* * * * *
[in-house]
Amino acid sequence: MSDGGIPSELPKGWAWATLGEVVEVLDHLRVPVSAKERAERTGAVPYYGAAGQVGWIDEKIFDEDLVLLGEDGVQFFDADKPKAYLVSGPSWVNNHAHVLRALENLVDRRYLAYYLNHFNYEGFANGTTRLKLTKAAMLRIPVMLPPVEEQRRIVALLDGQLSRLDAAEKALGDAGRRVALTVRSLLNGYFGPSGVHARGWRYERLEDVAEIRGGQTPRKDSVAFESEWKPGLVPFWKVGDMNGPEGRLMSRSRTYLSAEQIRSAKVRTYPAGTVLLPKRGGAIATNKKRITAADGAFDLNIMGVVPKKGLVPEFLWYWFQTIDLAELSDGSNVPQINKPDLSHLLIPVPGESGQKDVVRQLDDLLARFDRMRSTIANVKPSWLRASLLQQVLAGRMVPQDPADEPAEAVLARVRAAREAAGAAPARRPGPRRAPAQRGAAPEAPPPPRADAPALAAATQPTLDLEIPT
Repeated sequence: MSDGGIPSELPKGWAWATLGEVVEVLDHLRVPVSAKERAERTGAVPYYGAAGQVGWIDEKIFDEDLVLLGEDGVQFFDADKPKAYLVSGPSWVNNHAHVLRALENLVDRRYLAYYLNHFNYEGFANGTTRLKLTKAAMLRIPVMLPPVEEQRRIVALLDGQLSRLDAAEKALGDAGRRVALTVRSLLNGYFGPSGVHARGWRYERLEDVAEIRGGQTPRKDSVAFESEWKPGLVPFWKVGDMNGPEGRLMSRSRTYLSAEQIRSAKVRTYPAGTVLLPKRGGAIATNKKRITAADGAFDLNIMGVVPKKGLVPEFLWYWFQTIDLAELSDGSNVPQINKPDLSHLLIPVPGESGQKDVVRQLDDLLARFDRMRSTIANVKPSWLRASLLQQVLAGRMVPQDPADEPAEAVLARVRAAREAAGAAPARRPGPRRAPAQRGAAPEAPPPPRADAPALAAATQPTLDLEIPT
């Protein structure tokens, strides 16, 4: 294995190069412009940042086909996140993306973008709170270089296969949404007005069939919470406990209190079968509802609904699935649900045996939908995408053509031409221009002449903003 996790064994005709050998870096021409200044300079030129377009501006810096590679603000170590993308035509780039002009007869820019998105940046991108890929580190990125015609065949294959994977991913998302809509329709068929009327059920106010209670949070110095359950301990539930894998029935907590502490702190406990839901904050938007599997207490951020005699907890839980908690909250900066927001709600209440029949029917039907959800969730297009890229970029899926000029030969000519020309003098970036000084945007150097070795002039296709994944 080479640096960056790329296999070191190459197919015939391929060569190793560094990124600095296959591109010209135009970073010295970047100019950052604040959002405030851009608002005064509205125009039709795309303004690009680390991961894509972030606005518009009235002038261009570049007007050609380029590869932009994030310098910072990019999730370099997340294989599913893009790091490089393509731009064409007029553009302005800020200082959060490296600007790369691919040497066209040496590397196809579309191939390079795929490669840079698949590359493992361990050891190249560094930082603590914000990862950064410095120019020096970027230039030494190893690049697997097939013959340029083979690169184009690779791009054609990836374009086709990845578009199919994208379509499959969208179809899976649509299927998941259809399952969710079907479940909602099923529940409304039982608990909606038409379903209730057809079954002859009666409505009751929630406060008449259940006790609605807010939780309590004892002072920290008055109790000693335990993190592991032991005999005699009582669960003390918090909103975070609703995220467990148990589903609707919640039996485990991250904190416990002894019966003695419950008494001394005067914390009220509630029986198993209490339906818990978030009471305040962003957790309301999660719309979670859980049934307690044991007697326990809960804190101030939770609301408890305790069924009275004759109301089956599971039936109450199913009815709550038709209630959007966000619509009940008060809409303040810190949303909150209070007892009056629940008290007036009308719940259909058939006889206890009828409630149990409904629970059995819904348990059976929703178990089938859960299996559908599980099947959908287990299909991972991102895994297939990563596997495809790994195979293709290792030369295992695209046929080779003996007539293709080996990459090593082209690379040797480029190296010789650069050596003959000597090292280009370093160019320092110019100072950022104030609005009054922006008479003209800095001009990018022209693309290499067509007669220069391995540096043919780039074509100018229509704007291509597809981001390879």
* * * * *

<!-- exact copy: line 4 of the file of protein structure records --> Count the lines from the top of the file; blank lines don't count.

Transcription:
């Protein structure tokens, strides 16, 4: 294995190069412009940042086909996140993306973008709170270089296969949404007005069939919470406990209190079968509802609904699935649900045996939908995408053509031409221009002449903003 996790064994005709050998870096021409200044300079030129377009501006810096590679603000170590993308035509780039002009007869820019998105940046991108890929580190990125015609065949294959994977991913998302809509329709068929009327059920106010209670949070110095359950301990539930894998029935907590502490702190406990839901904050938007599997207490951020005699907890839980908690909250900066927001709600209440029949029917039907959800969730297009890229970029899926000029030969000519020309003098970036000084945007150097070795002039296709994944 080479640096960056790329296999070191190459197919015939391929060569190793560094990124600095296959591109010209135009970073010295970047100019950052604040959002405030851009608002005064509205125009039709795309303004690009680390991961894509972030606005518009009235002038261009570049007007050609380029590869932009994030310098910072990019999730370099997340294989599913893009790091490089393509731009064409007029553009302005800020200082959060490296600007790369691919040497066209040496590397196809579309191939390079795929490669840079698949590359493992361990050891190249560094930082603590914000990862950064410095120019020096970027230039030494190893690049697997097939013959340029083979690169184009690779791009054609990836374009086709990845578009199919994208379509499959969208179809899976649509299927998941259809399952969710079907479940909602099923529940409304039982608990909606038409379903209730057809079954002859009666409505009751929630406060008449259940006790609605807010939780309590004892002072920290008055109790000693335990993190592991032991005999005699009582669960003390918090909103975070609703995220467990148990589903609707919640039996485990991250904190416990002894019966003695419950008494001394005067914390009220509630029986198993209490339906818990978030009471305040962003957790309301999660719309979670859980049934307690044991007697326990809960804190101030939770609301408890305790069924009275004759109301089956599971039936109450199913009815709550038709209630959007966000619509009940008060809409303040810190949303909150209070007892009056629940008290007036009308719940259909058939006889206890009828409630149990409904629970059995819904348990059976929703178990089938859960299996559908599980099947959908287990299909991972991102895994297939990563596997495809790994195979293709290792030369295992695209046929080779003996007539293709080996990459090593082209690379040797480029190296010789650069050596003959000597090292280009370093160019320092110019100072950022104030609005009054922006008479003209800095001009990018022209693309290499067509007669220069391995540096043919780039074509100018229509704007291509597809981001390879």